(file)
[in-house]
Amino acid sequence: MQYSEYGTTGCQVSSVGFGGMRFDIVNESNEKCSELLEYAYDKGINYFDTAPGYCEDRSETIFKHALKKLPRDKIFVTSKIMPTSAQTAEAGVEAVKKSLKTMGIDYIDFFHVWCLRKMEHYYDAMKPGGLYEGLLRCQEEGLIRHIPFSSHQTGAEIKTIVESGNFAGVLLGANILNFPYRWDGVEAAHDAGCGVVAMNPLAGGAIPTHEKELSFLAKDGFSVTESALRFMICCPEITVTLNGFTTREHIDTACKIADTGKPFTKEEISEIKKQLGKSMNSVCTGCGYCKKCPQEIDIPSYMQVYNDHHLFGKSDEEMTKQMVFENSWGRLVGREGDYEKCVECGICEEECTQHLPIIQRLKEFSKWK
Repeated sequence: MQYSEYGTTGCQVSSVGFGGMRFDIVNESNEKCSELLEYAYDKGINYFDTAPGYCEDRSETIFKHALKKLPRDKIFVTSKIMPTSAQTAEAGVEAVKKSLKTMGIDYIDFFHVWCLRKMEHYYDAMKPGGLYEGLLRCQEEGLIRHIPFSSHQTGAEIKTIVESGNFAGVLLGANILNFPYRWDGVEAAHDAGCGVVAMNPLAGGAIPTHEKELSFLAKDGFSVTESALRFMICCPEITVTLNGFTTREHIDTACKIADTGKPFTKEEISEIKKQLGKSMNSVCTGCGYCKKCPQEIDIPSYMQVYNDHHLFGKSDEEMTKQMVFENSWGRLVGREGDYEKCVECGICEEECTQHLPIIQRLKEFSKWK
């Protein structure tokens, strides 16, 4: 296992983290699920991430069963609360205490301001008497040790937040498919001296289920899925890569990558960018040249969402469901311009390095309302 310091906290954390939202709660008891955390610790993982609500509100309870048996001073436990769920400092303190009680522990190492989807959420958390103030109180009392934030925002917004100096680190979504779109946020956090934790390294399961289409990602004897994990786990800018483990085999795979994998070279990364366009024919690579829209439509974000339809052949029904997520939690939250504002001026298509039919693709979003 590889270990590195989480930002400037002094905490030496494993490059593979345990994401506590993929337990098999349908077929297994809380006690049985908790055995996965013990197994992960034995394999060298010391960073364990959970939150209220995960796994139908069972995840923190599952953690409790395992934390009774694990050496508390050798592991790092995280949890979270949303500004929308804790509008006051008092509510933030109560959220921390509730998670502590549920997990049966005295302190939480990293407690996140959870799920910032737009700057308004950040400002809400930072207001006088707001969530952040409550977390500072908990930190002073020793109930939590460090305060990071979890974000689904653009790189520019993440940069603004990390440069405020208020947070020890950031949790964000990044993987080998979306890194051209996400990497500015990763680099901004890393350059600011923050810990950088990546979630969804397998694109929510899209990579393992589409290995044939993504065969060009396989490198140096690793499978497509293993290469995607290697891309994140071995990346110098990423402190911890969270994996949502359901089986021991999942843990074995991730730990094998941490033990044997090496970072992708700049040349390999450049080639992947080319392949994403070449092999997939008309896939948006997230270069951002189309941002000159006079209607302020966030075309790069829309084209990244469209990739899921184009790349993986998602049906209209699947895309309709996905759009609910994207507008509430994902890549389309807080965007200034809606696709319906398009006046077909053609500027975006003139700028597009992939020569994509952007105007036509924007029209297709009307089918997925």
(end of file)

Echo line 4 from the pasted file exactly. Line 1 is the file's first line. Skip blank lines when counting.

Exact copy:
């Protein structure tokens, strides 16, 4: 296992983290699920991430069963609360205490301001008497040790937040498919001296289920899925890569990558960018040249969402469901311009390095309302 310091906290954390939202709660008891955390610790993982609500509100309870048996001073436990769920400092303190009680522990190492989807959420958390103030109180009392934030925002917004100096680190979504779109946020956090934790390294399961289409990602004897994990786990800018483990085999795979994998070279990364366009024919690579829209439509974000339809052949029904997520939690939250504002001026298509039919693709979003 590889270990590195989480930002400037002094905490030496494993490059593979345990994401506590993929337990098999349908077929297994809380006690049985908790055995996965013990197994992960034995394999060298010391960073364990959970939150209220995960796994139908069972995840923190599952953690409790395992934390009774694990050496508390050798592991790092995280949890979270949303500004929308804790509008006051008092509510933030109560959220921390509730998670502590549920997990049966005295302190939480990293407690996140959870799920910032737009700057308004950040400002809400930072207001006088707001969530952040409550977390500072908990930190002073020793109930939590460090305060990071979890974000689904653009790189520019993440940069603004990390440069405020208020947070020890950031949790964000990044993987080998979306890194051209996400990497500015990763680099901004890393350059600011923050810990950088990546979630969804397998694109929510899209990579393992589409290995044939993504065969060009396989490198140096690793499978497509293993290469995607290697891309994140071995990346110098990423402190911890969270994996949502359901089986021991999942843990074995991730730990094998941490033990044997090496970072992708700049040349390999450049080639992947080319392949994403070449092999997939008309896939948006997230270069951002189309941002000159006079209607302020966030075309790069829309084209990244469209990739899921184009790349993986998602049906209209699947895309309709996905759009609910994207507008509430994902890549389309807080965007200034809606696709319906398009006046077909053609500027975006003139700028597009992939020569994509952007105007036509924007029209297709009307089918997925």